Nora D. Volkow, M.D., is Director of the National Institute on Drug Abuse (NIDA) at the National Institutes of Health. Dr. Volkow’s work has been instrumental in demonstrating that drug addiction is a disease of the human brain. As a research psychiatrist and scientist, Dr. Volkow pioneered the use of brain imaging to investigate the toxic effects and addictive properties of abusable drugs. Her studies have documented changes in the dopamine system affecting, among others, the functions of frontal brain regions involved with motivation, drive, and pleasure in addiction. She has also made important contributions to the neurobiology of obesity, ADHD, and aging. She has written than 580 peer-reviewed articles and written more than 90 book chapters and non-peer reviewed manuscripts, and has also edited three books on neuroimaging for mental and addictive disorders.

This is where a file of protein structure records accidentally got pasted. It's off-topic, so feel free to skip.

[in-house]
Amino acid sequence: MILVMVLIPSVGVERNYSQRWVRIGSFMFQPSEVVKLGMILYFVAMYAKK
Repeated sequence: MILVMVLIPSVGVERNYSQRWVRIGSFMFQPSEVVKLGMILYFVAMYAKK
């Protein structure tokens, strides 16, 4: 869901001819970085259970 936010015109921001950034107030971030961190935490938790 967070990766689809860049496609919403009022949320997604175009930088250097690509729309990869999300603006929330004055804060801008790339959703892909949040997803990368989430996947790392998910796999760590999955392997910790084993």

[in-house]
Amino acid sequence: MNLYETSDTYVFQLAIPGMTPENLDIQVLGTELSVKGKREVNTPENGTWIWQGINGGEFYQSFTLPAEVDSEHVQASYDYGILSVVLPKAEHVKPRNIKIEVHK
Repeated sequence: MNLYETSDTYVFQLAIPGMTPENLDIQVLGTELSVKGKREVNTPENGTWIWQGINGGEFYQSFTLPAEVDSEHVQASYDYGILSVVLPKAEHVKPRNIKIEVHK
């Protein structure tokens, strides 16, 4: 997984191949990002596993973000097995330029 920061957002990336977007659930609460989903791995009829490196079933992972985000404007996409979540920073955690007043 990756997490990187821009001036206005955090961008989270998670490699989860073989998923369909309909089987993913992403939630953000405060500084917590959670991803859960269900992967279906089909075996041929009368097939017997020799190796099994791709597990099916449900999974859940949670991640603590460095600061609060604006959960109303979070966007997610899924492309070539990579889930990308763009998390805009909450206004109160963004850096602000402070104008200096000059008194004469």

During her professional career, Dr. Volkow has been the recipient of multiple awards. In 2013, she was a Samuel J. Heyman Service to America Medal (Sammies) finalist; and she was inducted into the Children and Adults with Attention-Deficit/Hyperactivity Disorder (CHADD) Hall of Fame. She was elected to membership in the Institute of Medicine in the National Academy of Sciences and received the International Prize from the French Institute of Health and Medical Research for her pioneering work in brain imaging and addiction science. She has been named one of Time Magazine’s “Top 100 People Who Shape Our World” and was included as one of the 20 people to watch by Newsweek magazine in its “Who’s Next in 2007” feature. She was also included in Washingtonian Magazine’s 2009 and 2011 list of the “100 Most Powerful Women and named “Innovator of the Year” by U.S. News & World Report in 2000.